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Public space

One definition of public space or a public place is a place where anyone can come without paying an entrance or other fee.

Typical examples are most roads, including the pavement, and public parks.

Typical differences between e.g. sitting on a public bench and sitting on a seat in a pavement cafe:

  • the first costs nothing
  • there is no time limitation
  • one can consume brought-along food and drinks (for alcoholic beverages the law prohibits this sometimes; this may even be the case if it is allowed in a pavement cafe)
  • a pavement cafe may have a dress code such as a prohibition of being shirtless, while in a public space only general law applies (however, in some cases, e.g. in Monaco, the law prohibits shirtlessness, except at the beach)

The halls and streets (including skyways) in a shopping center may or may not be declared a public place and may or may not be open when the shops are closed. Similarly for halls, railway platforms and waiting rooms of public transport; sometimes a travelling ticket is required.

A public library is also more or less a public place, but some rules may apply which are absent outside.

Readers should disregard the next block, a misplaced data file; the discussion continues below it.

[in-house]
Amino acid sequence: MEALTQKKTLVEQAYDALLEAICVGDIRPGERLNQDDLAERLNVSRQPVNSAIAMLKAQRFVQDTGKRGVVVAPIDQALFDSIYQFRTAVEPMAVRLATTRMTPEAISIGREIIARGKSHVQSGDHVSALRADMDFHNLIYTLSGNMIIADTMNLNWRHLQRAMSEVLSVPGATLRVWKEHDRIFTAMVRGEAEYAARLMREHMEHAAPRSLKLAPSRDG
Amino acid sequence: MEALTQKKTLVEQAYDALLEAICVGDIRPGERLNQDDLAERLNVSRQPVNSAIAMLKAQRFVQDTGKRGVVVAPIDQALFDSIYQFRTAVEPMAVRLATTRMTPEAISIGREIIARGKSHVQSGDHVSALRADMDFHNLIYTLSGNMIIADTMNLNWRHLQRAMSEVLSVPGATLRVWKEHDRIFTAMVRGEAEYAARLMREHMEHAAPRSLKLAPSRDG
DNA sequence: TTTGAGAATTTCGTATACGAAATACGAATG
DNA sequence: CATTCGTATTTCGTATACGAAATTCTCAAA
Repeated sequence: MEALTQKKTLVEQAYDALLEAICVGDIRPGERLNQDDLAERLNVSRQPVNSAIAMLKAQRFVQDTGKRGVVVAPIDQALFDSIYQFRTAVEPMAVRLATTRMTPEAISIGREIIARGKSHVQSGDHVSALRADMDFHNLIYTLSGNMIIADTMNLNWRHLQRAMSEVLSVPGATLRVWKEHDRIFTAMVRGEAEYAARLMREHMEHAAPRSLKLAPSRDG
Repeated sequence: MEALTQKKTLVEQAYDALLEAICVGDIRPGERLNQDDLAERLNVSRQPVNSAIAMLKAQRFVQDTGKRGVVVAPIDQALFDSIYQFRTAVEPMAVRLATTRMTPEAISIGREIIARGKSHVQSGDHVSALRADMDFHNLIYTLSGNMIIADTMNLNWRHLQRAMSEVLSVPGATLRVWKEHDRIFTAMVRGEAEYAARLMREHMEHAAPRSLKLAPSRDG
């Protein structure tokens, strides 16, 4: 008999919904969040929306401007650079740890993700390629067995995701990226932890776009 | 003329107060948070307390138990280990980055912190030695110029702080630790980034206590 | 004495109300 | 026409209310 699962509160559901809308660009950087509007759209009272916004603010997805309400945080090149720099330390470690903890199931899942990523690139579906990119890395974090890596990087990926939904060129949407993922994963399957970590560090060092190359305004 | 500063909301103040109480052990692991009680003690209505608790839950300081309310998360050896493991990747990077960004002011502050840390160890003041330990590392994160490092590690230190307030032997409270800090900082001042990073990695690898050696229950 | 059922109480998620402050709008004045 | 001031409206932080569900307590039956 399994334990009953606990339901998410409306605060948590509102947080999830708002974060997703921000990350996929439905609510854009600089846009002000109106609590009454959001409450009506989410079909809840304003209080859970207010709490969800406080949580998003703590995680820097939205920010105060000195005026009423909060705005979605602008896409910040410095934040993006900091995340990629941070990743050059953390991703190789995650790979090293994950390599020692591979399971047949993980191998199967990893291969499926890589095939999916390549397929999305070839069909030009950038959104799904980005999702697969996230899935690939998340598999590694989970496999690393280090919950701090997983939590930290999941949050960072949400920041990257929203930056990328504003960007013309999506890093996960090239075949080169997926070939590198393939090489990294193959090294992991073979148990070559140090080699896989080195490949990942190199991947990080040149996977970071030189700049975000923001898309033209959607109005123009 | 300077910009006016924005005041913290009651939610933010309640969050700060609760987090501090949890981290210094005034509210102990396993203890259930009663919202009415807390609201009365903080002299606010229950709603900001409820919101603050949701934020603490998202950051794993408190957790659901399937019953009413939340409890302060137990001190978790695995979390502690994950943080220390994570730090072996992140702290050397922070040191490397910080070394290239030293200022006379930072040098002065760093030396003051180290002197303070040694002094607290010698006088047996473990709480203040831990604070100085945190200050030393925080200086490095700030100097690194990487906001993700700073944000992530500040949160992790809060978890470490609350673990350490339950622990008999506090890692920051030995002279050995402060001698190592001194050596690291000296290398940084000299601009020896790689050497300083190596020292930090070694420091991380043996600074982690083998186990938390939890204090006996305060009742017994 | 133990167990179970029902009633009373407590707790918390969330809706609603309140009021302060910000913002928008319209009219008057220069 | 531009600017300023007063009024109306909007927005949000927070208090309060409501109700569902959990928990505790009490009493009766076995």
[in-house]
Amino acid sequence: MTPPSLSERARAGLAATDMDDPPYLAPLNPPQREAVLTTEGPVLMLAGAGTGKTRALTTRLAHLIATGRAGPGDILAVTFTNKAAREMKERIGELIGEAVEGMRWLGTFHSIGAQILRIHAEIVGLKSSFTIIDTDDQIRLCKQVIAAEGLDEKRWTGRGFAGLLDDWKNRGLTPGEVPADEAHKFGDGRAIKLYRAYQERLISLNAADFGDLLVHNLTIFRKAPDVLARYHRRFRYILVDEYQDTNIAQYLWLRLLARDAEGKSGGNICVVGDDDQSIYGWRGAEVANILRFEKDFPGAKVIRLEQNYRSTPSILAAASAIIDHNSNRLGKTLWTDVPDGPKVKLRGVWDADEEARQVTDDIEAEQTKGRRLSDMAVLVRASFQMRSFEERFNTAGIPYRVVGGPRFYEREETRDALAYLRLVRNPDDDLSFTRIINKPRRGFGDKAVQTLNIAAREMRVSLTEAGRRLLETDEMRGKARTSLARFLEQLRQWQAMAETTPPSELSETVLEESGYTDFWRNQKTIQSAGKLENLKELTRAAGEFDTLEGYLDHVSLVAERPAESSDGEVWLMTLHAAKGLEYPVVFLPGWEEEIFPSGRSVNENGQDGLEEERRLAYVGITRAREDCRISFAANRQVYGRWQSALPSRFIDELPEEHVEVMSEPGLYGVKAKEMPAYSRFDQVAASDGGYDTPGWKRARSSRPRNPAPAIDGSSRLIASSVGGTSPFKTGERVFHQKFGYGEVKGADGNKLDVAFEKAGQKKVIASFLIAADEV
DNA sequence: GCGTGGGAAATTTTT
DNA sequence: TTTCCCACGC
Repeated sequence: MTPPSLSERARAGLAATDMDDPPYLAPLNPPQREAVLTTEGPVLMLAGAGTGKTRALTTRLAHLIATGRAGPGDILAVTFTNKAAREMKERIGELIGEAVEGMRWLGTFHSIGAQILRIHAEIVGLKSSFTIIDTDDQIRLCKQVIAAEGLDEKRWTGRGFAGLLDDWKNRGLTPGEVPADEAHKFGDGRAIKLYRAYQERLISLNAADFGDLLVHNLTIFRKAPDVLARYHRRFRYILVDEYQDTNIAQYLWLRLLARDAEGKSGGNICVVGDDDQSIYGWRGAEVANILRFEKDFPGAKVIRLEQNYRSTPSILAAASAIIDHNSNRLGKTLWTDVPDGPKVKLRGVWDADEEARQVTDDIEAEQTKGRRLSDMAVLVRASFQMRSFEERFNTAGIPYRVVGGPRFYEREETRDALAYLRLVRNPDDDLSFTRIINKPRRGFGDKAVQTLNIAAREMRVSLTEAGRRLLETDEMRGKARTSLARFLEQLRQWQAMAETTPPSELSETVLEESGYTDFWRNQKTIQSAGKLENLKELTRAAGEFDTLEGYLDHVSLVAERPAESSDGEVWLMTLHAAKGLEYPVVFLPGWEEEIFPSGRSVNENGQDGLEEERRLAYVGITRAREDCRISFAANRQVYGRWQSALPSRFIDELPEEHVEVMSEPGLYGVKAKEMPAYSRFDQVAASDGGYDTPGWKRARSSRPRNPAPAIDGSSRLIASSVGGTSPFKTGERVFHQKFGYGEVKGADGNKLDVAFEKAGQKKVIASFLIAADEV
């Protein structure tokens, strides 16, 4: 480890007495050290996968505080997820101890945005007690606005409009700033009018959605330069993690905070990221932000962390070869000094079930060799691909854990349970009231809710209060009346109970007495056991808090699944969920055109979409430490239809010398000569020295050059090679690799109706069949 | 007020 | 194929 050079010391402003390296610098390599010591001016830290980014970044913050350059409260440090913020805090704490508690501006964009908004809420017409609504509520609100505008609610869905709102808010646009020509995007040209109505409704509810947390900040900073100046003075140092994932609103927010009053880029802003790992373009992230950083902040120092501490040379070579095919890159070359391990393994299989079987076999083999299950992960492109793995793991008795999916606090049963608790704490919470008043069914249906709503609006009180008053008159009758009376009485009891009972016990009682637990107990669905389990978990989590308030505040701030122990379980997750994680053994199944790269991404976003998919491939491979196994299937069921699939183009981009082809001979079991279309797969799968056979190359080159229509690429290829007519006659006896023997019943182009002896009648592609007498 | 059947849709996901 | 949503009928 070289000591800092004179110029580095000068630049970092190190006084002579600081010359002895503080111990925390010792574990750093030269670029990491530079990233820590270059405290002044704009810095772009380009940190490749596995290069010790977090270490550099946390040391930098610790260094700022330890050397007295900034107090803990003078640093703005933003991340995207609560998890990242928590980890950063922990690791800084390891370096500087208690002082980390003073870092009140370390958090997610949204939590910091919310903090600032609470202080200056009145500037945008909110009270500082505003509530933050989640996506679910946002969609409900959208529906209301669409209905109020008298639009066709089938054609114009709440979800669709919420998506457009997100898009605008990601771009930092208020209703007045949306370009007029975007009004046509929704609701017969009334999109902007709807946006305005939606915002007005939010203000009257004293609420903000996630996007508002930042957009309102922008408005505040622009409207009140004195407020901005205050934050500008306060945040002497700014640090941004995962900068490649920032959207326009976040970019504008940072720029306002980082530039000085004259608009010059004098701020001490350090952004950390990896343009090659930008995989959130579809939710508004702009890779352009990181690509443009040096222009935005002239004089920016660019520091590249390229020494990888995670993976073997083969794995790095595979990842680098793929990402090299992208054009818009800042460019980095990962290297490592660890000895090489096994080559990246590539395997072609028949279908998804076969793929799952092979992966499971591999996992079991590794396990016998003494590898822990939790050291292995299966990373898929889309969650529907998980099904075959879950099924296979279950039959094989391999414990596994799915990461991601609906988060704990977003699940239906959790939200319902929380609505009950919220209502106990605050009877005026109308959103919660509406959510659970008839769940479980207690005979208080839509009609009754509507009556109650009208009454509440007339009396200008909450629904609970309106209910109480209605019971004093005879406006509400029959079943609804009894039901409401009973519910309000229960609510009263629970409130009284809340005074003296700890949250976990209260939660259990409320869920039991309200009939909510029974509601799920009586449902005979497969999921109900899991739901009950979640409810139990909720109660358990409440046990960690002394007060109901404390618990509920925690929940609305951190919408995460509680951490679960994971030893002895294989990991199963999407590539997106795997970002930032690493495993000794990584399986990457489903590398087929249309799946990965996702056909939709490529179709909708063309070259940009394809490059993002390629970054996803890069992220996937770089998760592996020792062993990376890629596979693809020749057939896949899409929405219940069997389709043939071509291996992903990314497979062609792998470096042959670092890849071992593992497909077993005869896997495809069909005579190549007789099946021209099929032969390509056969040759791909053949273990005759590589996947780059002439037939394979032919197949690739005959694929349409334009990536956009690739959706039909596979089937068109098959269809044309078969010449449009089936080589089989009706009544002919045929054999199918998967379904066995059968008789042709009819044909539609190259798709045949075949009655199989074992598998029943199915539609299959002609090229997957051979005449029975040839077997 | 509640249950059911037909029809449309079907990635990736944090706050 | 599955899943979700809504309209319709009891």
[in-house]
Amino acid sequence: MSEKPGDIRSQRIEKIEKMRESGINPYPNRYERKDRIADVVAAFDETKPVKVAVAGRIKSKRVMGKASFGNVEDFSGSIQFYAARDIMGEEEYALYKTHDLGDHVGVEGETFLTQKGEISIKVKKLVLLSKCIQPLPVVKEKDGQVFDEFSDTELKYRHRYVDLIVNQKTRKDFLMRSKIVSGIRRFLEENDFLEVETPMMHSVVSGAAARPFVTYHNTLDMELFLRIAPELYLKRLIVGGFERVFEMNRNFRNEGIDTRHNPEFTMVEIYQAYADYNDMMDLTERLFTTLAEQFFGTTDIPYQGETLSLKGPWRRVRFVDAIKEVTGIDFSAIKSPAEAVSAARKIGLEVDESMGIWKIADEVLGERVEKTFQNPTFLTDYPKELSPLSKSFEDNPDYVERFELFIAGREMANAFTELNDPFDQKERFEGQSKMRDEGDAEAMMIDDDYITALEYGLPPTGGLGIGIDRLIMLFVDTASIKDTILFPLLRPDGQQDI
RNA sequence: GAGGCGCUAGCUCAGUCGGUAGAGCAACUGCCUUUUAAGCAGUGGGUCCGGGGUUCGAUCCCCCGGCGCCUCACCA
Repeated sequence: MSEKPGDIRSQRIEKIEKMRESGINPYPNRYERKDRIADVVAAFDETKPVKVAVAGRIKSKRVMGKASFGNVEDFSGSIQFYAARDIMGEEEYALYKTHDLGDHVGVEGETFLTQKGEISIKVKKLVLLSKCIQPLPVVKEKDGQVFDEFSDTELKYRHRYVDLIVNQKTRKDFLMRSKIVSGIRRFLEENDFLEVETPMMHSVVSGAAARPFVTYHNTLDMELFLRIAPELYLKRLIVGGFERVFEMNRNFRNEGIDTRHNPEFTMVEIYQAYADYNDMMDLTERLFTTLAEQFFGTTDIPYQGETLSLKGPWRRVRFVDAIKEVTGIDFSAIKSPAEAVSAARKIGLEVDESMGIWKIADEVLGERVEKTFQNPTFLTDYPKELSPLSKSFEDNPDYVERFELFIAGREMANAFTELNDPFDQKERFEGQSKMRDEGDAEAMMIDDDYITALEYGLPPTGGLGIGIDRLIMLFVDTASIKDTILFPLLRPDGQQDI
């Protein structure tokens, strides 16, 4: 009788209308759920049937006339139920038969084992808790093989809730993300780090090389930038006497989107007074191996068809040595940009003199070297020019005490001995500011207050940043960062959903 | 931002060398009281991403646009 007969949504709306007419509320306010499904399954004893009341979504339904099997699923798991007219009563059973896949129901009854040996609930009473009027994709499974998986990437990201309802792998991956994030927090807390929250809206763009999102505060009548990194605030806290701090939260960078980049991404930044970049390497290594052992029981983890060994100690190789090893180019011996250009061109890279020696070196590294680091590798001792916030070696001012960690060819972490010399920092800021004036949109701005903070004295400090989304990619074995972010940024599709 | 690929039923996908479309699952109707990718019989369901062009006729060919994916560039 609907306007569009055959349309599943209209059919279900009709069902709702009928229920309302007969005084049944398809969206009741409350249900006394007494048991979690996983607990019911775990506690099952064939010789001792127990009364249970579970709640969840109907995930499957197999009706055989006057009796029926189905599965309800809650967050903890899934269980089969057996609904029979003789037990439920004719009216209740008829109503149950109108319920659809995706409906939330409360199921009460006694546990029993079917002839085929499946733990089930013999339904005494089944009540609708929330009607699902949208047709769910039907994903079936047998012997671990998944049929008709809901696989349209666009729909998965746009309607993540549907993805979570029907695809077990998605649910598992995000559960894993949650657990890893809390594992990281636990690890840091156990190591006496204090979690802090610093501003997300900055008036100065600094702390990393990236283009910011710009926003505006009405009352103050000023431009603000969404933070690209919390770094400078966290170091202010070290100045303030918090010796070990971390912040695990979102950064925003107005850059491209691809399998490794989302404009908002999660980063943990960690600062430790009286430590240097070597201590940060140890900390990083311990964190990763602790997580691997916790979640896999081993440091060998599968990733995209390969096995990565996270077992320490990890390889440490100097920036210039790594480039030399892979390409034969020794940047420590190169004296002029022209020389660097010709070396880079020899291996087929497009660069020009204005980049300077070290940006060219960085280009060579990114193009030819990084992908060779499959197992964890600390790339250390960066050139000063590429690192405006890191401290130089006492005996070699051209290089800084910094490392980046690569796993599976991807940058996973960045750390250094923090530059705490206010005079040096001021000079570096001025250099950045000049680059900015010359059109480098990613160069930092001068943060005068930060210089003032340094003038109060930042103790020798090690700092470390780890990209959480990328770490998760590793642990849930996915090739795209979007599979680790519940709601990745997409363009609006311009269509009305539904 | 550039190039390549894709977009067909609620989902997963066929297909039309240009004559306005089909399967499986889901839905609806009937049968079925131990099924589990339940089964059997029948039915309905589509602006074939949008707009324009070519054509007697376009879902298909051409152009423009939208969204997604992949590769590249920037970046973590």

In general, there is no expectation of privacy in a public space.

Public spaces are attractive for budget tourists and homeless people, especially those that are relatively comfortable, e.g. a shopping center that provides shelter and, in a cold climate, is heated (or cooled in a hot climate). Sometimes the presence of homeless people is not appreciated and measures are taken to make the public space less attractive to them; the comfort of regular users may be affected by these people but also by the measures against them, e.g. no benches, a lower temperature, waiting rooms that are locked in the evening, etc.

See also Free good, Performance, Public property, Scarcity.


A broader meaning of public space or place includes also places where everybody can come if he or she pays, like a cafe, train, movie theater, brothel, etc.


A shop is an example of what is intermediate between the two meanings: everybody can enter and look around without obligation to buy, but activities unrelated to the purpose of the shop are not unlimitedly permitted.



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